A few days ago, I got involved in a discussion on a post a friend had put up on Facebook regarding the ignorance most people in America have regarding Cuba, the Castro dictatorship, and U.S. policy towards the island. Of course, the usual suspects showed up to the discussion armed with their “the Castros want to keep the embargo in place because it’s an excuse for their failures” argument. I find it quite amazing that an argument, which not only ignores the facts but goes completely against them, has become such a popular one amongst the “end the embargo” group. Then again, we are talking about Cuba, where fantasy and fabrications trump reality and facts more often than not.
Here is the reality: The Castro dictatorship invests enormous amounts of time, resources, and cash into extensive efforts to lobby U.S. lawmakers to remove or weaken sanctions against them.
Nevertheless, for the aforementioned debaters who eschew the facts and continue to use this farcical argument, here is yet another pin to pop your fantasy balloon.
How Badly Does Castro Want Sanctions Lifted?
So badly, that for a decade he spent billions — in scarce hard-currency — trying to influence the U.S. Congress to do so.
Why? Because the return would have been many billions more.
Fortunately, he ultimately lost that Congressional effort.
(Of course, Castro is now focused on how many smaller concessions he can receive from the Obama Administration without having to spend a dime.)
As The Miami Herald reminds us today in a story about the former head of Castro’s trade monopoly, Alimport, Pedro Alvarez:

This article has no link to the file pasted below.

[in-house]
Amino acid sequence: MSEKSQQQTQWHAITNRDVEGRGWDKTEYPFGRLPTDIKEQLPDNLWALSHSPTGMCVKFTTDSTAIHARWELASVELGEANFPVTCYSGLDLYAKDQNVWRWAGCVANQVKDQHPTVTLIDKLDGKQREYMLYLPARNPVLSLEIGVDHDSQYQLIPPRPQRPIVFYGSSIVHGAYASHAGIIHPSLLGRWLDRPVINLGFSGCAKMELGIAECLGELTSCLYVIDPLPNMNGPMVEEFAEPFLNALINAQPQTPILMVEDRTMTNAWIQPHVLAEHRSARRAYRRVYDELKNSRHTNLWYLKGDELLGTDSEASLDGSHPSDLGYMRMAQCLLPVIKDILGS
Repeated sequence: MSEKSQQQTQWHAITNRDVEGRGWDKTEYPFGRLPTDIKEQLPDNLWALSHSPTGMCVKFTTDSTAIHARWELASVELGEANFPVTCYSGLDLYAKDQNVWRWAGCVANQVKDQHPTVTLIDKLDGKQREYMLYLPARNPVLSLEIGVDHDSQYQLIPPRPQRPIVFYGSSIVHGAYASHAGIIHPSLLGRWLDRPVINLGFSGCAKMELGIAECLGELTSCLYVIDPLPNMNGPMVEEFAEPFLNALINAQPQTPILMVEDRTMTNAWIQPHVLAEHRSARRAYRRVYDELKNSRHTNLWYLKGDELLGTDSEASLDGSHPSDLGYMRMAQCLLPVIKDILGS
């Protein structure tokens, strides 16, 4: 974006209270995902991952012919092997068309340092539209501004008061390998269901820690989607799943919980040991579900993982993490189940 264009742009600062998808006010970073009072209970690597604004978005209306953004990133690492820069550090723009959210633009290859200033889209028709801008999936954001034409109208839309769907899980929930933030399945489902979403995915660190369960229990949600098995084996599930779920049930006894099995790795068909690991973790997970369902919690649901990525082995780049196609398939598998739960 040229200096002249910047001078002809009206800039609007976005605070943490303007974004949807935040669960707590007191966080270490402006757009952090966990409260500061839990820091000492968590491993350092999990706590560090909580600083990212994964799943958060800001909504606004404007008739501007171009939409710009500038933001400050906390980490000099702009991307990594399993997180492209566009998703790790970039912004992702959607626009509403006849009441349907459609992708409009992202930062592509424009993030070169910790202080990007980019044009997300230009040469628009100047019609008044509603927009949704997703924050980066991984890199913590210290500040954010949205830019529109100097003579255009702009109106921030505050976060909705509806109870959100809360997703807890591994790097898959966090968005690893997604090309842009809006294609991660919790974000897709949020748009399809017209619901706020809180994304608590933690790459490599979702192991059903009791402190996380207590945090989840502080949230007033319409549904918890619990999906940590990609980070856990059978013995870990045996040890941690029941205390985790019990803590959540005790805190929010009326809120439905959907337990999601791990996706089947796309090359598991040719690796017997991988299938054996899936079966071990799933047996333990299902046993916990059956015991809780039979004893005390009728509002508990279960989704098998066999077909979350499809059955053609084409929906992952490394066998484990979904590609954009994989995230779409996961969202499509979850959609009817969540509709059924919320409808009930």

Before his hasty defection, [Alvarez’s] job at Alimport made him the powerful main negotiator of contracts with chomping-at-the-bit U.S. exporters that hit a record of $711 million in 2008 and turned the United States into Cuba’s fifth-largest trade partner.
[I]n 2003, Alvarez masterminded the controversial scheme under which Alimport pressured U.S. politicians and exporters to sign written pledges that they would lobby the Congress to ease economic sanctions on the island. The pledge might have technically made them agents of the Cuban government, though no one was prosecuted.
With such a powerful job, Alvarez would have been routinely briefed by Cuban intelligence on his U.S. contacts, their weaknesses and any misbehavior that could be exploited in price negotiations, Intelligence Directorate defector Juan Antonio Rodríguez Menier wrote in an email to El Nuevo Herald.
The directorate also had “collaborators that had been recruited within Alimport to identify possible targets to do industrial and corporate espionage,” said Juan Manuel Reyes Alfonso, who defected in 2000 from the DI’s science and technology section.
Alvarez was moved out of Alimport in 2009 and reassigned to head the Cuban Chamber of Commerce after it became clear that his lobbying campaign had failed to significantly change U.S. sanctions.